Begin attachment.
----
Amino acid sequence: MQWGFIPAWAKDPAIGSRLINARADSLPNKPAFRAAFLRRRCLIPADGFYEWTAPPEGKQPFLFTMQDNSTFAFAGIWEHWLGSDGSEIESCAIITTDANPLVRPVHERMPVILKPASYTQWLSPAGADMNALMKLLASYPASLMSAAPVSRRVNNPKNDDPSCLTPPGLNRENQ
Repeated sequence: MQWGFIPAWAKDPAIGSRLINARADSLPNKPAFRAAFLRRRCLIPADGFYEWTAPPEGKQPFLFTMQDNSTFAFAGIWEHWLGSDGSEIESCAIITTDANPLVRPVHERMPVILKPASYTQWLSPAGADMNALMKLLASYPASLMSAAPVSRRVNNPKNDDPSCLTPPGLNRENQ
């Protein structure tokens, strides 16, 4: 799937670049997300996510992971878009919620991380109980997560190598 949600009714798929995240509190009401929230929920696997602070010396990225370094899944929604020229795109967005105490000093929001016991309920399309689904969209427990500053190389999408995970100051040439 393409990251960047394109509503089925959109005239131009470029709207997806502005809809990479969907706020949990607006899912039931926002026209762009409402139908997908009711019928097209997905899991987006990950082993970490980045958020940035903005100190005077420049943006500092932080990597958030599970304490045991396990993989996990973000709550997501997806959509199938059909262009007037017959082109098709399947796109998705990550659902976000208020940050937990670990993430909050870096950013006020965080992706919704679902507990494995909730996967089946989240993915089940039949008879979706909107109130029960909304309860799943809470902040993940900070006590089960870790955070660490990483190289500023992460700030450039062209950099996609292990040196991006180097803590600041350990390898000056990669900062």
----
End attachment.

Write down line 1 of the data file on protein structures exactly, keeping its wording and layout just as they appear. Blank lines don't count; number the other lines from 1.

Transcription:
Amino acid sequence: MQWGFIPAWAKDPAIGSRLINARADSLPNKPAFRAAFLRRRCLIPADGFYEWTAPPEGKQPFLFTMQDNSTFAFAGIWEHWLGSDGSEIESCAIITTDANPLVRPVHERMPVILKPASYTQWLSPAGADMNALMKLLASYPASLMSAAPVSRRVNNPKNDDPSCLTPPGLNRENQ